Debbie Rains recently returned from a two week holiday exploring two beautiful cities brimming with culture in Laos. When she's not travelling, she manages our Escape Travel Townsville store, but it's on the road that she gets to bring her daily passions to life in the flesh and gain insight that proves invaluable when talking travel with our customers. Here, she tells her story.
My husband and I recently went to Laos to visit some family and explore. We flew with Thai Airways to Vientiane. It’s quite a laidback Asian capital – calm and friendly – and it’s right on the Mekong. There’s not a lot of evidence of French buildings still but the Grand Palace and the Patuxai was lovely – which is a bit like Laos’ version of the Champs-Elysees.
There are lots of really nice little restaurants here that have quite a strong French flavour and a lot of them are close to Mekong and on cute little side streets. Laos food is really, really tasty and it’s nearly all organic because there’s a lot of subsistence farming. We did a couple of little day tours. A really interesting one was the ‘The Hungry Tuk Tuk’ safari. We went to various little holes in the wall and traditional noodle houses to sample the local fare.
After Vientiane we went to Luang Prabang, which is about a 40 minute flight up into the hills. It is UNESCO World Heritage listed now. It’s beautiful. With a lot of the French influence buildings restored, it’s very much a walking city. They’ve got quite a lot of old temples, a national museum, and every night there is a street market – it’s probably one of the best I’ve ever seen. There are beautiful waterfalls nearby, a wildlife refuge where they’re saving big bears and you can try the local rice wine.
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One of the must-sees in Luang Prabang is to get up early – just before sunrise – and watch all the monks in the Alms Giving Ceremony. I was really impressed. The monks leave the main temple and give prayer, in a single line, collecting food offered to them by the public. There are street vendors selling you the sticky rice to be able to give to them so just lining up and being a part of it and seeing hundred of monks in their bright orange robes walking down the street was spectacular. I’ve never seen anything like that before.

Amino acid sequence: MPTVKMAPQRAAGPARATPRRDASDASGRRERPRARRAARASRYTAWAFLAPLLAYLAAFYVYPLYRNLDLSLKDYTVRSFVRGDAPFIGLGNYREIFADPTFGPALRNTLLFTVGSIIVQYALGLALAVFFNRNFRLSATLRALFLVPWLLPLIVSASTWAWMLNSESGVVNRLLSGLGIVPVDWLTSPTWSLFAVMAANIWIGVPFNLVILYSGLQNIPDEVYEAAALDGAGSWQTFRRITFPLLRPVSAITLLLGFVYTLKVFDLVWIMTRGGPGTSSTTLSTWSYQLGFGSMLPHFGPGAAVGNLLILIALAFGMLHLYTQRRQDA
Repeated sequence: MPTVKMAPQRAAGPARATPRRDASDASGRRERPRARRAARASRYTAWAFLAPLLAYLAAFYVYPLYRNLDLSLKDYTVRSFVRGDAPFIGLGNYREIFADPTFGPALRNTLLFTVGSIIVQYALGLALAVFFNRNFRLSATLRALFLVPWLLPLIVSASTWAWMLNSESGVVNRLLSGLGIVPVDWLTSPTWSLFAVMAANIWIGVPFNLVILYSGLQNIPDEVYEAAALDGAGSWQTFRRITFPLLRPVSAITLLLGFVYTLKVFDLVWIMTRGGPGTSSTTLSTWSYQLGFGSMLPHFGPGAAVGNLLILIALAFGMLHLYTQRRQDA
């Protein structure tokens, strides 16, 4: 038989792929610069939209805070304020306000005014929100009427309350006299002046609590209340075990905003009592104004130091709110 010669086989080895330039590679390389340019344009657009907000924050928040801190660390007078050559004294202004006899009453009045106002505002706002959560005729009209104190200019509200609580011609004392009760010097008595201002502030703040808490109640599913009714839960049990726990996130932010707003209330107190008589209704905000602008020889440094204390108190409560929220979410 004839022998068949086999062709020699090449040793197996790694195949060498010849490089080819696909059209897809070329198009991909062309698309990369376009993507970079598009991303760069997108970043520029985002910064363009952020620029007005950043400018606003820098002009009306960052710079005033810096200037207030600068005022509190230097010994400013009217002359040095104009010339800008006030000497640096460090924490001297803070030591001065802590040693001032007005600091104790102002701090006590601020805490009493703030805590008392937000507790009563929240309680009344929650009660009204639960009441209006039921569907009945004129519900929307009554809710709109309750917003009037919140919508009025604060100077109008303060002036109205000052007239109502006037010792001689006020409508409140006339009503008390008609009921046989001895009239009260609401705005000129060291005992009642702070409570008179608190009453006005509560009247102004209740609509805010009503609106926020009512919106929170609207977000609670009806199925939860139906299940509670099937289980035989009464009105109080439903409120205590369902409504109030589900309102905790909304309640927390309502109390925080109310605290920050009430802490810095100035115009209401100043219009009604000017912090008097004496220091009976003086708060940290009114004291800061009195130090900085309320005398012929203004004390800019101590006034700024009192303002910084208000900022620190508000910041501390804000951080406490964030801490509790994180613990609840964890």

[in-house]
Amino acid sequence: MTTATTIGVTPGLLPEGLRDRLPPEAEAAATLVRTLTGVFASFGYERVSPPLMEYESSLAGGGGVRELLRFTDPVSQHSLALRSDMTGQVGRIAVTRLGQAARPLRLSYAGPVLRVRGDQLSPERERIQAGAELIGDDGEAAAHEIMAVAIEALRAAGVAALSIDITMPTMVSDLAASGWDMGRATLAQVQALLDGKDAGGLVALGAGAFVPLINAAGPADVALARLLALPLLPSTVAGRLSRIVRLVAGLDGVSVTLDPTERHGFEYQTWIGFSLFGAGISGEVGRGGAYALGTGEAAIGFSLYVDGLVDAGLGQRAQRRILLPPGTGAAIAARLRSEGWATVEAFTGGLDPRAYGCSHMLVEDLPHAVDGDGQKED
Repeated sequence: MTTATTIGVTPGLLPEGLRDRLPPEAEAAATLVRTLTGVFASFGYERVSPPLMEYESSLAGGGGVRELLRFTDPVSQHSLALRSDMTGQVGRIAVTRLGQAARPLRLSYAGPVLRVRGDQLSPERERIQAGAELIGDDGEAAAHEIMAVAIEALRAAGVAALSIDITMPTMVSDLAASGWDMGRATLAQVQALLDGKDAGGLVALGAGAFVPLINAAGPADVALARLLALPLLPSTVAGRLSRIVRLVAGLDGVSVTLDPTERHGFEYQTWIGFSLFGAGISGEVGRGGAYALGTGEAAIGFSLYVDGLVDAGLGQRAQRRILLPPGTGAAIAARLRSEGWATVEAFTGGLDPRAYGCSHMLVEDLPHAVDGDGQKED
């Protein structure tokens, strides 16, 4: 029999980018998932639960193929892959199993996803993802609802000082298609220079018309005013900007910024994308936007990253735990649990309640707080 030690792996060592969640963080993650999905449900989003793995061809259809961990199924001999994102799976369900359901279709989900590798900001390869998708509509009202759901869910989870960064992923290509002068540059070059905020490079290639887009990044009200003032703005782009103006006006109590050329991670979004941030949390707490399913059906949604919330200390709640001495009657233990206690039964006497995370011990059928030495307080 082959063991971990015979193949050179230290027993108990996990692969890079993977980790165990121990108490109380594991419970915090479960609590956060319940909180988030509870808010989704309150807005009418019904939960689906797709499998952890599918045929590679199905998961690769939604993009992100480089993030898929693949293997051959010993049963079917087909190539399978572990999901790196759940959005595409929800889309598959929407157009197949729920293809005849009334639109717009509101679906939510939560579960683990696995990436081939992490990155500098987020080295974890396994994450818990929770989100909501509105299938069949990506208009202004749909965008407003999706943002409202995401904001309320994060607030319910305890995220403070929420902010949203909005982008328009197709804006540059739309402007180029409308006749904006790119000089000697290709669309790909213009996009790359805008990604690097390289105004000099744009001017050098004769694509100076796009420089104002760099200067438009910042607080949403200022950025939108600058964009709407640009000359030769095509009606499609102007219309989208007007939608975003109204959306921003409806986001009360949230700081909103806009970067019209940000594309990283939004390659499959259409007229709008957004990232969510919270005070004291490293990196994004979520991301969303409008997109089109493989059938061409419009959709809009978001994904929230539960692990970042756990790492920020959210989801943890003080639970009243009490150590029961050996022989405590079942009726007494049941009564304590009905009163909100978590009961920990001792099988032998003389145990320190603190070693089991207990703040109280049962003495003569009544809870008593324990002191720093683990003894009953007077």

I’d probably spend more time in Luang Prabang to explore a bit more of the authentic Laos and make more of an effort to go up into the hill tribes. Cruising the Mekong will be our next trip and I’d love to check out the Four Thousand Islands too. I am on the mission to understand the history a bit more.
Do yourself a favour and do a local cooking class. We went to the local market, got to try different foods and flavours, bought local produce and then went back to this lady’s home and cooked a meal and sat down and ate it. That was pretty special.
When eating, the local food is really fresh and really tasty. Don’t be swayed to go western – stick with the local eating spots. And make sure you order sticky rice!
Also, a couple of the temples actually encourage westerners to come in. A lot of them like to practice their English or you can help them with their schoolwork for that bit of integration.
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